FIGS. 1A and 1B are exemplary cross-sectional views of a gap changing microelectromechanical capacitive device. As illustrated in FIGS. 1A and 1B, the gap changing microelectromechanical capacitive device (e.g., sensor) includes an upper housing 102, a lower housing 104, an upper conductor plate 106, a lower conductor plate 108, a first electrode 110, and a second electrode 112.

A capacitor is formed between the upper conductor plate 106 and the lower conductor plate 108 (e.g., substantially parallel to each other) when a uniform voltage is applied between the first electrode 110 (e.g., which connects to the lower conductor plate 108) and the second electrode 112 (e.g., which connects to the upper conductor plate 106). As will be illustrated in details in FIG. 1C, a force or pressure 114 applied on top of the upper housing 102 causes the upper housing 102 to deflect towards the lower housing 104, thus resulting in a change in capacitance.

The change in capacitance is fed to a circuit (e.g., a Wheatstone Bridge based on one or more of capacitors and/or resistors) which converts to its electrical value. The upper housing 102 and the lower housing 104 may be made of a non-conductive material. The upper conductor plate 106 and the lower conductor plate 108 may be made of a conductive material and/or a semiconductor material. The first electrode 110 and the second electrode 112 may be made of metal.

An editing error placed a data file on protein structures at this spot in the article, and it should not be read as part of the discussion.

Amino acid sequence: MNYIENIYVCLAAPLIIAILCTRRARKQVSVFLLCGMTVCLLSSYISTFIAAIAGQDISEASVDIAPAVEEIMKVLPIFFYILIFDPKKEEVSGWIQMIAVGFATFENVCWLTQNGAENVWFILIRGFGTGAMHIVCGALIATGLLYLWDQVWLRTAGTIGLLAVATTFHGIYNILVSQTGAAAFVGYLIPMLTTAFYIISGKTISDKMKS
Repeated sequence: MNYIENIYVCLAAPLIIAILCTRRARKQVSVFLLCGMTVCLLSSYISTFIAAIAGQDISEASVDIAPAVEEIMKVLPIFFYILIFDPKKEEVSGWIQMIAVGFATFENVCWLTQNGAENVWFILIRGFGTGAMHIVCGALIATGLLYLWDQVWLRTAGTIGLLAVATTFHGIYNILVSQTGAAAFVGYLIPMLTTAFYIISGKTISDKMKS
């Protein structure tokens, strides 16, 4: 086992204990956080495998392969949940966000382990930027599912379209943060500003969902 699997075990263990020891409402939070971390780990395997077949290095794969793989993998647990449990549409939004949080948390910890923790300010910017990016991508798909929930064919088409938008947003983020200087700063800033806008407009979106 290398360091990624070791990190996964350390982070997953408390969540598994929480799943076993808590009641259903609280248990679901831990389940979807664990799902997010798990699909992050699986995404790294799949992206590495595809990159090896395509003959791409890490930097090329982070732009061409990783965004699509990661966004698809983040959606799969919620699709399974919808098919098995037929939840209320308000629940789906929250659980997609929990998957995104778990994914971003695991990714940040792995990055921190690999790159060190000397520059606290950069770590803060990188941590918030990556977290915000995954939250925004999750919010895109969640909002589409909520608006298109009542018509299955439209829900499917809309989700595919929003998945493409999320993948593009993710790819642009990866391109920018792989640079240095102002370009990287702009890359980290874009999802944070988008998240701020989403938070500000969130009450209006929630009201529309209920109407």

The shape of the upper housing 102 and the lower housing 104 may take the shape of a circle, a triangle, a square, a rectangular, a pentagon, a hexagon, an octagon, and so on. Likewise, the shape of the upper conductor plate 106 and the lower conductor plate 108 may take the shape of a circle, a triangle, a square, a rectangular, a pentagon, a hexagon, an octagon, and so on.

In one example embodiment, multiple sets of the upper conductor plate 106 and the lower conductor plate 108 (e.g., three) may be formed inside the housing to make the gap changing microelectromechanical capacitive device more sensitive to the force or pressure 114 applied. Accordingly, the installation of multiple sets of the conductor plates may make it easier to calibrate the gap changing microelectromechanical capacitive device.

FIG. 1C is an exemplary operational view of the gap changing microelectromechanical capacitive device of FIGS. 1A and 1B. In the initial state of the gap changing microelectromechanical capacitive device as illustrated in FIG. 1C (A), the distance between the upper conductor plate 106 and the lower conductor plate 108 is d1 116. When the force or pressure 114 is applied to the microelectromechanical capacitive device as illustrated in FIG. 1C (B), the distance between the upper conductor plate 106 and the lower conductor plate 108 is decreased to d2 116.